I’m actually not too bad with a boomerang, although I’ve only used the modern day equivalent.
I keep seeing these animations between programmes on Nickelodeon and I think they’re great.
They’re the work of Hungarian animator Alexeev Alexey.
Implausible name, great work.
From Times Live:
In a summons issued in the Johannesburg High Court on Friday, Zuma began proceedings against Avusa Media, former Sunday Times editor-in-chief Mondli Makhanya and world-renowned cartoonist Jonathan Shapiro, known as Zapiro.
In court papers, Zuma said the cartoon, published on September 7 2008, damaged his reputation, was degrading and left him feeling humiliated.
As I said at the time, while I appreciate the point that Shapiro was trying to make, the rape scene in the cartoon drew uncomfortable parallels to Zuma’s rape trial in 2006 – in which he was acquitted – and, for me, spoke more about Zapiro’s apparent vendetta against Zuma, rather than the actual events it was meant to portray.
Incidentally, I wasn’t alone in those views.
There’s obviously a lot of stuff in the news at the moment about the freedom of the media, with the proposed Media Appeals Tribunal (which I agree with, in principle) and the Protection of Information Bill, (which I don’t). In fact for me, this cartoon is further evidence as to exactly why we need the Media Appeals Tribunal. It goes beyond simple “freedom of expression” into the realms of character assassination and it not only demeans Zuma, but also the South African judicial system with the inference that Zuma is actually a rapist despite his acquittal.
Shapiro said Zuma and his legal team would be in a better position if the lawsuit was dropped.
As would Zapiro (if not his legal team), but then I don’t think we really expected him to say anything else, did we?
“I fully stand behind my cartoon and the views expressed in it, and I will not allow the president to intimidate me,” Shapiro said.
“We have had a very free print media for the past decade and we will fight for that freedom. He is going to have unwelcome attention on whether the cartoon was justified or not, and he is going to have an egg on his face over this case.”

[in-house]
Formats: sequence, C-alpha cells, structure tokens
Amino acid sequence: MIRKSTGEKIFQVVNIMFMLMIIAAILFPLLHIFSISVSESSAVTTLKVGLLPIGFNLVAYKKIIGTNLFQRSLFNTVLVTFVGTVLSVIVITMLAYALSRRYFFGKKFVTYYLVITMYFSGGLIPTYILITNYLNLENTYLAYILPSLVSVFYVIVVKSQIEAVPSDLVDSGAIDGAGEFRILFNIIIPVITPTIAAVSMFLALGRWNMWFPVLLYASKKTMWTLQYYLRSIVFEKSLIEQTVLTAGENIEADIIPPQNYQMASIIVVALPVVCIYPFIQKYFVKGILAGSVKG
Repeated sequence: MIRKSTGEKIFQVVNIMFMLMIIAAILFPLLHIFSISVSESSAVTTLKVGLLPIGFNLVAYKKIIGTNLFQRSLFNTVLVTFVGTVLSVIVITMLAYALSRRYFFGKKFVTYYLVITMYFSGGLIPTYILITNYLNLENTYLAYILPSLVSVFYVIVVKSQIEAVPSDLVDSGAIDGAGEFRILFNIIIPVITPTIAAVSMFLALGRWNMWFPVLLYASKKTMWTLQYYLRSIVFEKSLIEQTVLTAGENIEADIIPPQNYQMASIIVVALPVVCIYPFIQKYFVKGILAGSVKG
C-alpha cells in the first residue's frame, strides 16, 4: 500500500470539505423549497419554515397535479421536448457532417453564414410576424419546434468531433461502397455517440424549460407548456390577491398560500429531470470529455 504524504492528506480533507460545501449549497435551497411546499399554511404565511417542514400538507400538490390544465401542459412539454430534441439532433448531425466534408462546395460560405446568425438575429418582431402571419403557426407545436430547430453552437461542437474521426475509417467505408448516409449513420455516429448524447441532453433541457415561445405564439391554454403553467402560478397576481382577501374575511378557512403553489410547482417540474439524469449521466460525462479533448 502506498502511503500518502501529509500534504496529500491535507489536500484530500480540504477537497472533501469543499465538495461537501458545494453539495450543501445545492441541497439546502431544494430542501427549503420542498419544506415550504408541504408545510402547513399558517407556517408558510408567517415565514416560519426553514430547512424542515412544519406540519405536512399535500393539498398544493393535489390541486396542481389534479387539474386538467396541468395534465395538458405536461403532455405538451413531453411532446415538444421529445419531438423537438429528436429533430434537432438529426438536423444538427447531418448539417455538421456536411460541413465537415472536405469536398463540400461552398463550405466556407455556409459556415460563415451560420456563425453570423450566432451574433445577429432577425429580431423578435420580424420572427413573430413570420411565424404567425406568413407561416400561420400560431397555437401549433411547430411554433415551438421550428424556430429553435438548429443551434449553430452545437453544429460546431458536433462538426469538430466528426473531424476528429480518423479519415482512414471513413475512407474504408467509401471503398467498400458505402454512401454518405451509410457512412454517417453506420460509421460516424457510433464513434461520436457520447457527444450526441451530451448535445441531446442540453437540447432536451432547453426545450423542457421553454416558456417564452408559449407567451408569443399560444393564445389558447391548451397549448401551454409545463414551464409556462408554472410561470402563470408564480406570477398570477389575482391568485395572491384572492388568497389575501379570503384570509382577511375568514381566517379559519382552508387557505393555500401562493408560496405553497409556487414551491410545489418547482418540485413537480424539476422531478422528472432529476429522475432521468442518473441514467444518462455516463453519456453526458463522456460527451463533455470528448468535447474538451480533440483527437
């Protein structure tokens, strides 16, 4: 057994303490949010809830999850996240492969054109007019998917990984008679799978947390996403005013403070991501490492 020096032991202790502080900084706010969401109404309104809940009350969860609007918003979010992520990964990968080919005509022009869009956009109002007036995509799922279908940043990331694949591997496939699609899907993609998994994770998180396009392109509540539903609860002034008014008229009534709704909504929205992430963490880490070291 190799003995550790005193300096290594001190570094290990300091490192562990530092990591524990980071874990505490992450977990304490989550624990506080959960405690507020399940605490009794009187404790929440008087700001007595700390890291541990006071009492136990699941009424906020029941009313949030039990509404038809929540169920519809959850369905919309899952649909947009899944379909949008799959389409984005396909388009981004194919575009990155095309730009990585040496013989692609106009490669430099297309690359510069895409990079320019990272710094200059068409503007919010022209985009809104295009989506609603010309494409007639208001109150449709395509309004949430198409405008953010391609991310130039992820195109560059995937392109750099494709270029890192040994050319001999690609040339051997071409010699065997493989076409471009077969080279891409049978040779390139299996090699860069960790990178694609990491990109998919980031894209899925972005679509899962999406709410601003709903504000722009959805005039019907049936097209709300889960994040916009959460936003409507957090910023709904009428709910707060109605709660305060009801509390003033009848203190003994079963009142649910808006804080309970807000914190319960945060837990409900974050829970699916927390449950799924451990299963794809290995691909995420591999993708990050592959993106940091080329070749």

Shapiro has some sort of weird cult status in SA. But it seems to me that because of his ability to catch the mood of the (white) people here and to hit the nail on the head with occasional amusing and clever observations, it is felt that that status gives him free rein and support to say what he likes even when he goes too far – as on this occasion (and others).
His followers seem unable to criticise him at all, as if they are unable to distinguish between his individual cartoons, blindly just supporting anything with his name on it: “it’s Zapiro, so it must be right, right?”.
So do I think Zuma should win this case? Absolutely.
Do I think he will win it? I’m much less sure.
But if he doesn’t, the irony of Shapiro celebrating a verdict of the judicial system he believes is so malleable in Zuma’s hands (or at the mercy of other parts of his anatomy) will not be lost on me.
…the South African Human Rights Commission follows.
SAHRC Chair, Jody Kollapen on the Zapiro cartoon furore:
The view of the Commission is that while the cartoon captures a significant political and social issue within society today — on the role of the judiciary and its place in society — the cartoon may well have gone a bit too far in terms of how that particularly relevant social, political, legal issue was captured.
Hang on, isn’t that what I said?